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OWI Charge: The State’s DUI Charges in Michigan
This article about Michigan DUI laws explains why a different acronym is used in the Great Lakes State. When "OWI Michigan" appears on a traffic ticket, this means that you are being accused of violating the State's drunk driver law (or drugged driving law).
What is OWI Charge? Across America, phrases like "DUI charges" are the usual shorthand description of driving under the influence (D.U.I.). DUI and DWI are the two most commonly used abbreviations, used by 40 or more states. When it comes to definitions, impaired driving vs DUI per se are two different things, since "per se" laws mean that you can be convicted merely from the numeric alcohol reading by being at or over the 0.08 grams % alcohol reading.
About 20 years ago, the State of Michigan opted to name the State's drunk driving Michigan statute, "operating while intoxicated," to describe the same crime under Michigan OWI laws. Under prior law, operating under the influence of liquor (called "OUIL") was the name of the crime.
In Michigan, a person can be convicted for operating a vehicle while "intoxicated" or "under the influence" of alcohol or drugs or operating by being "visibly impaired" (OWVI). Our state also has other driving impaired or intoxicated driving acronyms for variations on drunk driving, such as OWVI Michigan.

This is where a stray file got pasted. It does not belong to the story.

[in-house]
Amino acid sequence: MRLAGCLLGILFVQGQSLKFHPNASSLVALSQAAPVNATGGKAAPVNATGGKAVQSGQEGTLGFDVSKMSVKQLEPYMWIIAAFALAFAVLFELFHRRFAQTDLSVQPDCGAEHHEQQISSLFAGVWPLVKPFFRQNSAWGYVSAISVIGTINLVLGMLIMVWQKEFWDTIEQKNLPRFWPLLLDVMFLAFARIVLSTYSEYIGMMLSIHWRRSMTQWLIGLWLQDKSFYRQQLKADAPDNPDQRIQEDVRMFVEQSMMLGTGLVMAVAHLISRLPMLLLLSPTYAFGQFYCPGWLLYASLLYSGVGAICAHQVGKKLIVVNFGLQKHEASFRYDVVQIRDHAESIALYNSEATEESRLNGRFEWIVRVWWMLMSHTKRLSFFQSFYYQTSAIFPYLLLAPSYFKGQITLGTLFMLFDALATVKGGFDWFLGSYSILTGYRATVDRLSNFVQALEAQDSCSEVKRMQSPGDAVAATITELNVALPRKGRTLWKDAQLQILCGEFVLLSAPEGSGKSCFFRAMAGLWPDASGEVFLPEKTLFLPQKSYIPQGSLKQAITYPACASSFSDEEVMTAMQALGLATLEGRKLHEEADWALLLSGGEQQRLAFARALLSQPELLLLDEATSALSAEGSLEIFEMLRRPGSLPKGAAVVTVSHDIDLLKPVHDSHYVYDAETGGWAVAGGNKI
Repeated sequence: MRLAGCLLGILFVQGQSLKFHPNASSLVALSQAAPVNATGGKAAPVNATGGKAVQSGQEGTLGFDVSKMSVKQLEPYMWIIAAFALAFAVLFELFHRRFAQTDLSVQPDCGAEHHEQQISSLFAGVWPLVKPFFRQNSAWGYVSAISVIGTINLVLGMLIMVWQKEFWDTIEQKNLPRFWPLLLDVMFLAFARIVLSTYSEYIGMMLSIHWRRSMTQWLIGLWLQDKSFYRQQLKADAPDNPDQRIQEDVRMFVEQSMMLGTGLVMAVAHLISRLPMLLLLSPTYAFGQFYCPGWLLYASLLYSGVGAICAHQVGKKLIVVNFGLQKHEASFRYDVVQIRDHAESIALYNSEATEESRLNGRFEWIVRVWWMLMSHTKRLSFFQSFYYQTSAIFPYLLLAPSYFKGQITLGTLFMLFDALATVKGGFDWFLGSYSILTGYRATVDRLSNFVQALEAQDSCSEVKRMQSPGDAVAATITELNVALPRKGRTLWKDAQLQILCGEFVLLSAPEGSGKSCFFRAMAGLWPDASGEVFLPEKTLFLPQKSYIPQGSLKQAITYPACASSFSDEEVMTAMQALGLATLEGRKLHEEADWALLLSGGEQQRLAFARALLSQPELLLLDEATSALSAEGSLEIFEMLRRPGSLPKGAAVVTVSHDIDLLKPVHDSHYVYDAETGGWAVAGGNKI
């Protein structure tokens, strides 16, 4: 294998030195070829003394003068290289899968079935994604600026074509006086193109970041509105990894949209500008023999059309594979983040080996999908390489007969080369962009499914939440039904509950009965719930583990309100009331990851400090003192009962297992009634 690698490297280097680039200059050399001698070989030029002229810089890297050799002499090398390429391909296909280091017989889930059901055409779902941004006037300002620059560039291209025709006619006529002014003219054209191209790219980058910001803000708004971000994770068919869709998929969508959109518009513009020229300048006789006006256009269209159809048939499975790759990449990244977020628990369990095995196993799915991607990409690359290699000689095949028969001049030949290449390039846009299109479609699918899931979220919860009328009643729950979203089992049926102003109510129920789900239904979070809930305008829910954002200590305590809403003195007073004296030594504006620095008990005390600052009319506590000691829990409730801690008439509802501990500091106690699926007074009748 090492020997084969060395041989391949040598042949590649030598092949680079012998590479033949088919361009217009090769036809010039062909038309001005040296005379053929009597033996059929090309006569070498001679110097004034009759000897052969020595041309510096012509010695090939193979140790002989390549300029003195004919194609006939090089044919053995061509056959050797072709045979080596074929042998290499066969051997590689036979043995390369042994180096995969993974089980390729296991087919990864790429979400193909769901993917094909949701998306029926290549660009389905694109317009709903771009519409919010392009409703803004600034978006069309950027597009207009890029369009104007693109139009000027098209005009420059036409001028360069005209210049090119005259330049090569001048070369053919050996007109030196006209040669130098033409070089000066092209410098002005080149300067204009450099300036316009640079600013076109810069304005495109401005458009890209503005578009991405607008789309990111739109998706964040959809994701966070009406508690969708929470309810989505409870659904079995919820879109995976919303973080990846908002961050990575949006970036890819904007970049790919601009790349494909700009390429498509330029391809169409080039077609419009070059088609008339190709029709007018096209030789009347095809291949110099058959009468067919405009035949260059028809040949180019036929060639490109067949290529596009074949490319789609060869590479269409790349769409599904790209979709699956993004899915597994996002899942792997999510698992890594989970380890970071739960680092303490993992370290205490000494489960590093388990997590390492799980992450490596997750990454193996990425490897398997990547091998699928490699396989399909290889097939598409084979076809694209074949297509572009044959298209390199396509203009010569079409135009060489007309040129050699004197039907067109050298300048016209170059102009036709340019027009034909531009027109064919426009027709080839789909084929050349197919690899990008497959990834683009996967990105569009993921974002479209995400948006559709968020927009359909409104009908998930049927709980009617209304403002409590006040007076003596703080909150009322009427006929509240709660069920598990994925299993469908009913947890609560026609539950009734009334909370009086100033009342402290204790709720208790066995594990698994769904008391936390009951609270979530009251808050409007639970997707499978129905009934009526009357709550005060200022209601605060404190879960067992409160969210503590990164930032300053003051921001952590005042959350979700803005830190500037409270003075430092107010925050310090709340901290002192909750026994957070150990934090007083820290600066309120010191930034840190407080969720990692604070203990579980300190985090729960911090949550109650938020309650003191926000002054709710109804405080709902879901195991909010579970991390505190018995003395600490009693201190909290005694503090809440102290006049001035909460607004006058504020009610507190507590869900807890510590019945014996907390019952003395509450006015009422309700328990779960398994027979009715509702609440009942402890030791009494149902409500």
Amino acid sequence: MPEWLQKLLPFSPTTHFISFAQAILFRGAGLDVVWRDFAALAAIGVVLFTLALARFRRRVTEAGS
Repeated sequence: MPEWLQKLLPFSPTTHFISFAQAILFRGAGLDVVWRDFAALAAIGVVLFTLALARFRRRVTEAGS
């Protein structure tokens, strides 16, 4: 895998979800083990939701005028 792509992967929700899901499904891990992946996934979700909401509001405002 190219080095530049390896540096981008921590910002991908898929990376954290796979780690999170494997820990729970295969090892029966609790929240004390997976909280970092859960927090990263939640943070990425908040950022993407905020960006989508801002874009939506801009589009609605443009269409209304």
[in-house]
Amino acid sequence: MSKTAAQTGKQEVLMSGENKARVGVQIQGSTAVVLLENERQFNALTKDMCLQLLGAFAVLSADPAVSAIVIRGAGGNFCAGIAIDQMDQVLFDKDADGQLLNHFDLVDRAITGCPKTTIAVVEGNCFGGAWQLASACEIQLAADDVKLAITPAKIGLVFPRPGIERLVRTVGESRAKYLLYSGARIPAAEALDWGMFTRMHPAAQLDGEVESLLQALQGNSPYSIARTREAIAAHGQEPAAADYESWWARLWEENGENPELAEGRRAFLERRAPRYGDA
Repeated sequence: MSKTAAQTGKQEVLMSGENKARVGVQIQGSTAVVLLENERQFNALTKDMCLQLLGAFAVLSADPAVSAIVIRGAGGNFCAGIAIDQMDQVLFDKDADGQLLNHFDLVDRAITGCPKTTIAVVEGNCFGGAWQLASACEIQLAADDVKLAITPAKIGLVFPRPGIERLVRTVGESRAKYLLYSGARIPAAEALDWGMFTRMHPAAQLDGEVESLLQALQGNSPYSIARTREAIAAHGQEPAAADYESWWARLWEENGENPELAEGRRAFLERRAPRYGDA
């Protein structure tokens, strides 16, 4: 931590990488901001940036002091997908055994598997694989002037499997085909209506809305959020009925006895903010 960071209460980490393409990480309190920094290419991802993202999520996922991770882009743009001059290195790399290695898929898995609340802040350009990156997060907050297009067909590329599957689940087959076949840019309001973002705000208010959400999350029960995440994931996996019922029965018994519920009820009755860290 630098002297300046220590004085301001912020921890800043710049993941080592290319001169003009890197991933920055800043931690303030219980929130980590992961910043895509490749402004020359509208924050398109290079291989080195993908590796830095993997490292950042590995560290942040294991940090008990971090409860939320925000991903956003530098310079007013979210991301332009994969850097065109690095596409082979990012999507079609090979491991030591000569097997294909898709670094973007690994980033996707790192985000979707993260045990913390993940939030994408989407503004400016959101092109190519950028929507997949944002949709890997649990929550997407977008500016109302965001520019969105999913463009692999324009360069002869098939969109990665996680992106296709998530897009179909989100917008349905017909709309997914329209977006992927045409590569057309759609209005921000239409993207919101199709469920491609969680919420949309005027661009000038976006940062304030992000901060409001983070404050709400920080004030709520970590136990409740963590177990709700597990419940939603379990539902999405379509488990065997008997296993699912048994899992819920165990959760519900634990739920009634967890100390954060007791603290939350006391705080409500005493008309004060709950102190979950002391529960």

In the alternative, having any amount of a controlled substance in the driver's body can support an OWI drugs conviction. A blood alcohol content of 0.08% or more, or being materially impaired by drugs or alcohol, constitutes being "intoxicated" or "under the influence."
So, while each state's legislature gets to craft (and to "name") their laws in their own way, certain categories of drunk driving consequences and penalties will be spelled out in each state's intoxicated driving legislation. In some states' implied consent law (e.g., Georgia), a driver who refuses post arrest testing on a first offense DUI may have no mandatory jail time, while other states (e.g., Maine) will require more jail time as a mandatory criminal law penalty for any offender who refused this "implied consent" testing.Explaining How Impaired Driving Michigan Laws Were Enacted
What's the Penalty for Driving Drunk? Looking at different states, DUI Michigan law will have many similarities to the laws in other states. This is because guidelines from the federal government mandate that all states enact driving while intoxicated laws that impose certain uniform OWI-DUI penalties.
So, an OWI 1st offense Michigan is comparable to a first DUI offense in Pennsylvania, or a DWI 1st offense in Texas. Three northeastern states (MA, RI, and ME) use OUI as their acronym, Wyoming uses DWUI, and Oregon calls their “driving while impaired by intoxicants” a DUII.
This short list "penalty for drunk driving" consequences if convicted, will include: